The Bruins dropped a 6-5 overtime heartbreaker last night at the Garden, and today Boston is understandably bummed.
After all, the Black and Gold had a chance to bring the Blackhawks to their knees. Heading into that overtime period, regardless of everything that happened in the previous 60 minutes, the Bruins were one goal away from a 3-1 lead. Only one team in Stanley Cup Final history has erased a deficit like that, and that was more than 70 years ago. (Coincidentally, Jaromir Jagr’s rookie year.)
So, what went wrong? Though it’s not entirely his fault, you can start with Tuukka Rask, who allowed six goals for only the second time in his professional career (after giving up seven goals total since the start of the conference finals) and pumped the breaks on all those “better than 2011 Tim Thomas” comparisons. Bottom line: When you score five goals in a Stanley Cup final game, at home, with a goalie of Rask’s caliber in net, that’s a game that you should win.
But Tuukka wasn’t alone. Zdeno Chara, who prior to last night had been on the ice for one opposing goal in the last seven games, was in action for five of Chicago’s six goals. Jagr (although he’s certainly affecting the game in other ways) and Tyler Seguin (not so much) were goal-less yet again. In these playoffs, Jagr has set a new NHL record for most shots in one postseason without a goal. Seguin has set a new record for most shots in one postseason with only one goal. And just in general, despite the high goal total, the Bruins weren’t as in-tune as they’ve been and will need to be.
"I don't think we played our best game tonight for a lot of different reasons," Claude Julien said. "I think our decision-making wasn't very good at times. I didn't think we were moving the puck as well as we had been in the past. It was certainly a tough outing for us tonight."
But to be honest, there comes a point in any playoff run, regardless of the sport, where the how and why of what happened just doesn’t mean all that much. Sure, the details of a loss like last night’s will provide fans and the media with all the ammunition they need in the event of ultimate failure. If the Bruins don’t raise the Cup, we’ll retroactively nitpick every missed Game 4 opportunity like we’re back in the 2010 NBA Finals, or Super Bowls 42 and 46. But in real time, it’s different.
Had the Bruins put forth a performance like last night in the regular season or even earlier in these playoffs, the kneejerk reactions would have been littered with impending doom and serious concern over whether this team has enough to win it all. “They’ll never win the Cup if Tuukka’s susceptible to that guide of breakdown.” “They’ll never win the Cup if they can’t find away to get more shots on net.” “They’ll never win the Cup unless Jaromir Jagr and/or Tyler Seguin finds a way to light the lamp.” “They’ll never win the Cup if . . .”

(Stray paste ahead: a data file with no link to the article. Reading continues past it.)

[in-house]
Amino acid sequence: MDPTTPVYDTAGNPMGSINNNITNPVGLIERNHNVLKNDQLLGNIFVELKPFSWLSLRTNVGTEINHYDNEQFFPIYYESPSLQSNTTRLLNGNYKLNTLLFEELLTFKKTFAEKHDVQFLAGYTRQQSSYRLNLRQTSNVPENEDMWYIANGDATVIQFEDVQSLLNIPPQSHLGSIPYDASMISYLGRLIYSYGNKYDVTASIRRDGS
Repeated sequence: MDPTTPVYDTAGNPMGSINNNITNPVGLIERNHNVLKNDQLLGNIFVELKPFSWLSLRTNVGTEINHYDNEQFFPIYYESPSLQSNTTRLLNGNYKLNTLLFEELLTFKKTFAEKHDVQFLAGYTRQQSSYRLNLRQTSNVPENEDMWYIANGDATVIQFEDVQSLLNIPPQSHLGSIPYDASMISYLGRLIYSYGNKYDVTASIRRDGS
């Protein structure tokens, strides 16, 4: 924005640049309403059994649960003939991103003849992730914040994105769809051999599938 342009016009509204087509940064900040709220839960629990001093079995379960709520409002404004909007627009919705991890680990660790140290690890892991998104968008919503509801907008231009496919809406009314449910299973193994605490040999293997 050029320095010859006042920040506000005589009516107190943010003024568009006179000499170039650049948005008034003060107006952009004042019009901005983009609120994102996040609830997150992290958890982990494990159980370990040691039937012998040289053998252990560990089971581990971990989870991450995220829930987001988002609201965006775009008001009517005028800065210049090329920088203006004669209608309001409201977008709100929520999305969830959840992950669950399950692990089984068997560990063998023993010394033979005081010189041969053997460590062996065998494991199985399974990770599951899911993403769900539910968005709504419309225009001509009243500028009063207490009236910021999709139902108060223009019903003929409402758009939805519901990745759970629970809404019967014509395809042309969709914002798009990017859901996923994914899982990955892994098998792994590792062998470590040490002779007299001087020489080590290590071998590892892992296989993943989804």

They’re past that. Last night wasn’t an exposition of numerous Achilles heels, but just a reminder that Chicago has a damn good team, that the Bruins aren’t a perfect team, that anyone who thought (after three games) that these Blackhawks were the Penguins or the Rangers was sadly mistaken.
In the here and now, there are no more questions as to whether the Bruins have enough to win the Cup. Those questions were answered after Game 1, even if the result was a triple overtime loss.
The truth is that, even in defeat, the Bruins now find themselves in a three-game series for the Stanley Cup. And when you put it like that, it’s impossible to be anything less than ecstatic about the opportunity at hand. Seriously, ask your Kia UVO to take you back to last summer, or to the lockout-filled drama of the fall, or to any point during Boston’s shortened and inconsistent regular season. Imagine you were granted some freaky window into the future, and saw the following headline:
“Bruins and Blackhawks tied 2-2 in the Stanley Cup Final, as the series heads back to Chicago.”
Can you imagine the excitement? The instinctive “Holy @&$%, are you for real?!” to come flying out of your mouth? That would’ve been a dream scenario, and right now . . . the Bruins are living it. Boston’s living it. After everything they’ve been through, from almost not having a season at all, to the hot start, to the inconsistent stretches, to the Marathon tragedy, to life support in Game 7 against Toronto, to King slayers against the Rangers to Sid the Kid slayers against the Penguins and then to this — right now — three games to decide their season. Two games to win the Cup.
Last night’s loss obviously complicates the situation, and leaves the city bummed out, but it doesn’t change the fact that the dream is still very real, with the chance to be so spectacular.